Susannah loved autumn. Trees shifted from dull green to vibrant yellow and warm amber, before catching fire in a blaze of triumphant red. Traffic-stopping colours begged her to pause and marvel at the culmination of a season’s growth.
She’d done her part earlier by hanging codling moth traps, feeding, and carefully pruning. But the real work of growing belonged to the trees that produced a harvest with or without her help.
It seemed a pity to dissect this bounty. Still, slicing through the scarlet skin and crisp flesh revealed buried treasure. When fruit ripened to its maturity, it released the seeds of its regeneration.
Smiling at the memory and anticipation of her grandkids’ demands for more, Susannah baked her apples into fragrant pies.
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There’s nothing like a home cooked pie, is there? It could be sweet or savoury; that’s not important. Glossy brown crust, fragrant steam, and delicious filling combine to create a flavour unlike any other.
You might try to recreate it in your own kitchen years later. But even though you follow the recipe to the letter, you’ll never get the balance of sweet memories and bitter regrets just right. Accept that and know that nonetheless, it’s still the taste of home.
I’m stuck. Just forty minutes ago the words were flowing, full steam ahead. Now they’ve dried up. I stand, stretch, sit again. Still no words.
It’s time to follow my own advice. I say that writer’s block can be overcome*, so this is my opportunity to walk the talk. I resist the temptation to fall into a social media vortex. The weather is too hideous for gardening or a walk, so I head to the kitchen.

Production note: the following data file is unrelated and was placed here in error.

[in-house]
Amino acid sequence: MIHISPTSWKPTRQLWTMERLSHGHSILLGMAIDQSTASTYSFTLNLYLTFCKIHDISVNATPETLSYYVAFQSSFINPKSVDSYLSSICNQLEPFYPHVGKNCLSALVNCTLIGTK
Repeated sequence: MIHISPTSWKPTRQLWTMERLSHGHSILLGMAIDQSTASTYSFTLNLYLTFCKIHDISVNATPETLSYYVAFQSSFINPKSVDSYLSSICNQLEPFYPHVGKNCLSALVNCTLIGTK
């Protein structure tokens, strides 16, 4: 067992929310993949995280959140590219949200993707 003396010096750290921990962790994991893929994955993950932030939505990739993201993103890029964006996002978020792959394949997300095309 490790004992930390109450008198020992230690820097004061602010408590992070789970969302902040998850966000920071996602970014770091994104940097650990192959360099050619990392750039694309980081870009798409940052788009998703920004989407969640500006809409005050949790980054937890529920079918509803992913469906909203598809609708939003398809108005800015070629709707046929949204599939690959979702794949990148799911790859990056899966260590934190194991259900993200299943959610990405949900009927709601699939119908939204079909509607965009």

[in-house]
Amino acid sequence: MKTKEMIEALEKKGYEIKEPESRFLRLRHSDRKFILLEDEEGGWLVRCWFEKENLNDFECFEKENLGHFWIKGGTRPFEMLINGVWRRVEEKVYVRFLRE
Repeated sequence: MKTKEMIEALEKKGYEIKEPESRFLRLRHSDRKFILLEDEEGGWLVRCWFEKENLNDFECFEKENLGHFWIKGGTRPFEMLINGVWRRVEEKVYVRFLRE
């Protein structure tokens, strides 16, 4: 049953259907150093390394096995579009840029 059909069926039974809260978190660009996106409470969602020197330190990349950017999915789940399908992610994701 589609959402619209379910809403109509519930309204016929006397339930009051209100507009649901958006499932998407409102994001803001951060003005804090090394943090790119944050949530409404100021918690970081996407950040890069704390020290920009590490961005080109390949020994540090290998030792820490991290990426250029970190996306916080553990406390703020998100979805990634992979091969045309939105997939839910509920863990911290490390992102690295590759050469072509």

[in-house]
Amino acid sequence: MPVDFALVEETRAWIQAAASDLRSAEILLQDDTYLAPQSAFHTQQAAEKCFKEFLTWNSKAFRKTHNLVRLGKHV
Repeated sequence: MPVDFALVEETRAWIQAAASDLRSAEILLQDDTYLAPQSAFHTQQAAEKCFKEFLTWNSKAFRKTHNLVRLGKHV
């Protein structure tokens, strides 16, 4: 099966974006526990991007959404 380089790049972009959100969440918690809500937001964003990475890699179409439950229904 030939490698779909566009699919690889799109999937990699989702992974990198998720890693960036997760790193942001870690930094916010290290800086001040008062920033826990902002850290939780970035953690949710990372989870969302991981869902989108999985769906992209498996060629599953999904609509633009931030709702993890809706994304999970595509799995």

Flour, butter, sugar. The basic elements for baking are all there, and it is truly amazing how many variations flow from them. Like Lego blocks, they can build many things. I grab my trusty recipe for oat and raisin cookies.
Not enough butter, so I make up the shortfall with avocado oil. It’s supposed to be super healthy, and it ought to be at that price. Must have been feeling well off that day.
The recipe says raisins. I substitute mixed fruit and chopped ginger. Little changes make these cookies uniquely mine, raisin and oats and something else.
Creaming butter and sugar is repetitive and soothing. I can’t get this wrong and there’s no pressure of time. I sift the dry ingredients together and inhale the aroma of cinnamon, noting the random speckles of brown against white flour.
While I combine ingredients, the story problem simmers in the background. It’s meditative, this focus on a single thing. I lose the plot. I start clean up while the oven preheats. Blobs of dough sit unevenly on assorted baking trays. They’ll all taste great.
The aroma of baking is heavenly and I inhale deeply. The kitchen is quiet and tidy again. After hours of mental effort, turning the focus outwards and creating order restores calm. I feel more in control and the nagging voice of doubt recedes, because the cookies are a small but certain win.
And then the protagonist whispers, “I fell asleep on the train and now I’m waking up in Sheffield with a dead phone and no money. Help.” Oh yes, I can work with this. The next steps light up in my brain and I return to work energised, with tea and a warm, delicious cookie.
*No more writers block
Simple repetitive tasks are calming, approached in the right mindset. Step away from the keyboard. Let your subconscious work on a problem while you occupy your brain elsewhere. Engage all your senses and pay attention.
Limitations create problems. Solving those problems demands creativity.
Making something tangible is satisfying in a way mental work is not. Small wins help enormously on the way to the bigger goal. Enjoy your cookie.